Dunes Sagebrush Lizard Lawsuit Dismissed
October 2, 2014
The dunes sagebrush lizard (Sceloporus arenicolus), a tiny lizard that is found primarily in the Permian Basin of West Texas and in New Mexico, will not be listed as an endangered species as a federal judge dismissed a lawsuit against the U.S. Fish and Wildlife Service. The suit claimed that the institution of voluntary conservation efforts between the service and private landowners was wrong and won’t ensure long term survival of the species under the Endangered Species Act.
U.S. District Court Judge Rudolph Contreras did say that if the measures instituted by the service and the private landowners do not adequately protect the lizard, the service can revisit its decision and list the lizard as an endangered species.
The dunes sagebrush lizard is not protected by the Endangered Species Act.
Defenders of Wildlife and the Center for Biological Diversity were the plaintiffs in the lawsuit, which has been an ongoing saga for the lizard for several years. In 2010 the USFWS proposed that the lizard be listed under the Endangered Species Act.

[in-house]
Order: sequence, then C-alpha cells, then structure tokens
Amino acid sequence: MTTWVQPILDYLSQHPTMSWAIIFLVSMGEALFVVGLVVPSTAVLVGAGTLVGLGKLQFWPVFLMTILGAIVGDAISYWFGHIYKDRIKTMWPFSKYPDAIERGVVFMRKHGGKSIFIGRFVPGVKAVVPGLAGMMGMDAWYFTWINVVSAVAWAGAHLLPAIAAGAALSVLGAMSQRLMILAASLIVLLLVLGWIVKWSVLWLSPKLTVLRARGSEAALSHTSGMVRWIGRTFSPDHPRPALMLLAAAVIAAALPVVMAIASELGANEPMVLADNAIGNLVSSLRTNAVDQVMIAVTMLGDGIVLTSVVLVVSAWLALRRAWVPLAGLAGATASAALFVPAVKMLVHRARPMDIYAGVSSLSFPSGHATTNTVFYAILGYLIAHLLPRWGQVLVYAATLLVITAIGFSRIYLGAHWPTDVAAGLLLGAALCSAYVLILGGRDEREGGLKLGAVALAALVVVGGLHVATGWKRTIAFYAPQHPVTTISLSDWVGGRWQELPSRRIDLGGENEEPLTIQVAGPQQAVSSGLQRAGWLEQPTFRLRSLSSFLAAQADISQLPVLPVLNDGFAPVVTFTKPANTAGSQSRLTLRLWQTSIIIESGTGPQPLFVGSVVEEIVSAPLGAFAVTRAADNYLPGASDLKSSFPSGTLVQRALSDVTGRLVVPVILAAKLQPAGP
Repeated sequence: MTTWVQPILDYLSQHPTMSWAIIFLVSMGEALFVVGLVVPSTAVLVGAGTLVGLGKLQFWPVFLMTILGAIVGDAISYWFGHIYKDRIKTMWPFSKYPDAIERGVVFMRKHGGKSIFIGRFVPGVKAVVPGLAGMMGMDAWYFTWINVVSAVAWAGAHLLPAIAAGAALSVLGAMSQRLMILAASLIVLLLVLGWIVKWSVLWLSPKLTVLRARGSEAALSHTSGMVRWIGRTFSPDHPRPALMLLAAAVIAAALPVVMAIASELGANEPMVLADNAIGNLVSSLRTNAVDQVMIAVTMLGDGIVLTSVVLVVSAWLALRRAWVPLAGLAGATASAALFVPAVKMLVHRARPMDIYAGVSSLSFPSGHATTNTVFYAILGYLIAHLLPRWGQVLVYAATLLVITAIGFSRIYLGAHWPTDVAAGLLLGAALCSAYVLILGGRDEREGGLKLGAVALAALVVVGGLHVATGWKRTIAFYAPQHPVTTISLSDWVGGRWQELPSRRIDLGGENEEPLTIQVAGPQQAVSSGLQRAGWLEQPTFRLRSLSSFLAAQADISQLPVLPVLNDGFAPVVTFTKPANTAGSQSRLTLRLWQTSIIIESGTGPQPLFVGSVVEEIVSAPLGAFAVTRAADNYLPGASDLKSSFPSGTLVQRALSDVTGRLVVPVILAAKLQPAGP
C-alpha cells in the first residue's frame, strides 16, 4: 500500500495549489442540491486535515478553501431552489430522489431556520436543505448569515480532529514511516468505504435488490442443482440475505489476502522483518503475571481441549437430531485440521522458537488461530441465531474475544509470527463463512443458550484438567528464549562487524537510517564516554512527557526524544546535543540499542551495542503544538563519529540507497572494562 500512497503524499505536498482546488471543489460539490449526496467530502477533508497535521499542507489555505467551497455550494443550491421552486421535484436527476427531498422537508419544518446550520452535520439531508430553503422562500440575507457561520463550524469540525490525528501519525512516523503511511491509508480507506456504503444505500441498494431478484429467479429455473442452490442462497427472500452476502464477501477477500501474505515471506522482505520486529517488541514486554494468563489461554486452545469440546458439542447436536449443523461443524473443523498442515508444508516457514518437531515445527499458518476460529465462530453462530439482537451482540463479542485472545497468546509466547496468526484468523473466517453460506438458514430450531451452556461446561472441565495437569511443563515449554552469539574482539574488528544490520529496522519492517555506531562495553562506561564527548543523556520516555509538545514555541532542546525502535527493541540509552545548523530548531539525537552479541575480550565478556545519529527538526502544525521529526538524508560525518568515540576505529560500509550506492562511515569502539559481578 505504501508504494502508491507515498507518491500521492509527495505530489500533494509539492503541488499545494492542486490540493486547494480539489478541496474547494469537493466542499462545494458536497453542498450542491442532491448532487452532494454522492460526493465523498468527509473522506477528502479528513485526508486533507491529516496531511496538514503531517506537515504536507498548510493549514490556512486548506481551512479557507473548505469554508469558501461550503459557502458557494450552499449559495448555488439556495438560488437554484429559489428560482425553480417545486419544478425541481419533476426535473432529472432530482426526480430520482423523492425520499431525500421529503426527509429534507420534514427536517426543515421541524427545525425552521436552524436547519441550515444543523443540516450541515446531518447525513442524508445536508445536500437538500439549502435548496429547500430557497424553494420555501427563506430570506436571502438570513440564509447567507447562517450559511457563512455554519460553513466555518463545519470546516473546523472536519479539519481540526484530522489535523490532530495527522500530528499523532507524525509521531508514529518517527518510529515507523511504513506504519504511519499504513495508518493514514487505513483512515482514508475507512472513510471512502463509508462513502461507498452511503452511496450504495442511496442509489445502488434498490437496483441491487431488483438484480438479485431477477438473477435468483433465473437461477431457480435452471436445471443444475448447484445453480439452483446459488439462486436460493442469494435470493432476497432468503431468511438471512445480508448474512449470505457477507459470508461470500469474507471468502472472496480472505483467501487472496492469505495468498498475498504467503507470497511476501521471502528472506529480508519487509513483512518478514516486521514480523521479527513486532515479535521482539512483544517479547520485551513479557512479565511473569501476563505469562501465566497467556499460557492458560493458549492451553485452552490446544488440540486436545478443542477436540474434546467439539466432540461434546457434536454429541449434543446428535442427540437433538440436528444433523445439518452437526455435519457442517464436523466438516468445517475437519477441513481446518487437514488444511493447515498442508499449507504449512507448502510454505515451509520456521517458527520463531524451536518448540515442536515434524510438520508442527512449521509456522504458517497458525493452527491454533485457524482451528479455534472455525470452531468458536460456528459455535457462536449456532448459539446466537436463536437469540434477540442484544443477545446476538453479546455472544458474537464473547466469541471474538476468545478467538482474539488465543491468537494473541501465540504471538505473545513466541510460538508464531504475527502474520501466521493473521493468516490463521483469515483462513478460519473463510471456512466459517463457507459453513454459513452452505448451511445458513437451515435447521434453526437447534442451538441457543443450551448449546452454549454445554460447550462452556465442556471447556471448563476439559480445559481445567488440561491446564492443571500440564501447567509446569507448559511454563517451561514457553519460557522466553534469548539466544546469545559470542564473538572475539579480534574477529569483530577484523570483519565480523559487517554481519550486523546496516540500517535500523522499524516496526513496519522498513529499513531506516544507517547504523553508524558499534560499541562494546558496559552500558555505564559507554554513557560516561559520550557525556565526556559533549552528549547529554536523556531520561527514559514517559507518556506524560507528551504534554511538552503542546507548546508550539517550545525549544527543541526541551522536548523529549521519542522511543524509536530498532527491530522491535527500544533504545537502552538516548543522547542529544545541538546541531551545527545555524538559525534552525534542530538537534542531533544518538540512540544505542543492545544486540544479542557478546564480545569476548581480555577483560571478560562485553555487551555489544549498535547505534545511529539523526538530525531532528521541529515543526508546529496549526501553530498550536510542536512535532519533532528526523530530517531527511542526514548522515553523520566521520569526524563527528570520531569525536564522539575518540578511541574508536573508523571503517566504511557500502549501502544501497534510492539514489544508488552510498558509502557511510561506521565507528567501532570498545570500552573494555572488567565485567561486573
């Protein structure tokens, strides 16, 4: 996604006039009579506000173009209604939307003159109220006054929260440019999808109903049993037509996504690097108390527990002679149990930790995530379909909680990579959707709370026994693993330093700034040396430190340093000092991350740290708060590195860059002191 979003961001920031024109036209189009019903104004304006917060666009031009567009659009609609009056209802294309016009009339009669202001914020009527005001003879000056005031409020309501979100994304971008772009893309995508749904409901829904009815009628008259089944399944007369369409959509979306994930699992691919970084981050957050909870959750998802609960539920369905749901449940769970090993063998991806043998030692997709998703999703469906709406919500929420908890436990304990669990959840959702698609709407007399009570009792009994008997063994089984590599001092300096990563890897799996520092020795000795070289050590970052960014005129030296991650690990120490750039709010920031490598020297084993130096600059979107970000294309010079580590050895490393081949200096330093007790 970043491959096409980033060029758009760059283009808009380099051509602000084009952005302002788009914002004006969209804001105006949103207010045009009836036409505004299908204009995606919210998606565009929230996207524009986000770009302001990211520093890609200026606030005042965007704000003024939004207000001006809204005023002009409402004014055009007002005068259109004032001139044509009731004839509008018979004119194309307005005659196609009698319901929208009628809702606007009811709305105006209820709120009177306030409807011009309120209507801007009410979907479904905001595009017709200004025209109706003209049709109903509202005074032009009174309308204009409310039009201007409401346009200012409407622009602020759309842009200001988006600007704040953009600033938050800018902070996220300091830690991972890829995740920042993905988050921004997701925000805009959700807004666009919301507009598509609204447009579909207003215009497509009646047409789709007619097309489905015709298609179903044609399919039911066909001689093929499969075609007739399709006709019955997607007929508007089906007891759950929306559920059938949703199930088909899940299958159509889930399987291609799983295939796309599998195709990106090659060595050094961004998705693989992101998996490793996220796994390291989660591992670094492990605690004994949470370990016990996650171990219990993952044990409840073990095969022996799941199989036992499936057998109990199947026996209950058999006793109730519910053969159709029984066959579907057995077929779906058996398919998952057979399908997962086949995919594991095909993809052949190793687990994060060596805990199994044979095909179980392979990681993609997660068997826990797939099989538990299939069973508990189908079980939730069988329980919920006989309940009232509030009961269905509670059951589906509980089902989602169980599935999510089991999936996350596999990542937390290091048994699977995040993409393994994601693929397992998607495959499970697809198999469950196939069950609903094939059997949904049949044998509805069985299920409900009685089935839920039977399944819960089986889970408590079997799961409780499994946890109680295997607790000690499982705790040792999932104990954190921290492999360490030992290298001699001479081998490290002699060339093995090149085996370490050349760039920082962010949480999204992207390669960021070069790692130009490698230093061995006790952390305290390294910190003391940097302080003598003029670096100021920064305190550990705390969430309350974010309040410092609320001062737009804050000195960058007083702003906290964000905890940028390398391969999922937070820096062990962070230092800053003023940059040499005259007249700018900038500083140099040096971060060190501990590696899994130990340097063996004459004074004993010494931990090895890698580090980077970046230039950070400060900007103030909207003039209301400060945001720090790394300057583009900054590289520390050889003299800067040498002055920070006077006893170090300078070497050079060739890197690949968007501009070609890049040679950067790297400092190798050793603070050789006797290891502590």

In May 2012, U.S. Interior Secretary Ken Salazar said if enough oil companies and ranchers take steps to preserve the habitat for the lizard, it won’t have to be listed as endangered. These voluntary efforts were implemented but the program was overseen by oil industry lobbyists, to the chagrin of environmentalists.
Furthermore, the state of Texas’ plan to protect the lizard was never released to the public, according to the Center for Biological Diversity.
The dunes sagebrush lizard is found in southeastern New Mexico and west Texas. Its habitat includes small areas of shinnery oak dunes in these states, according to the USFWS.
John B. Virata keeps a ball python, two corn snakes, a king snake, and two leopard geckos. His first snake, a California kingsnake, was purchased at the Pet Place in Westminster, CA for $5. Follow him on Twitter @johnvirata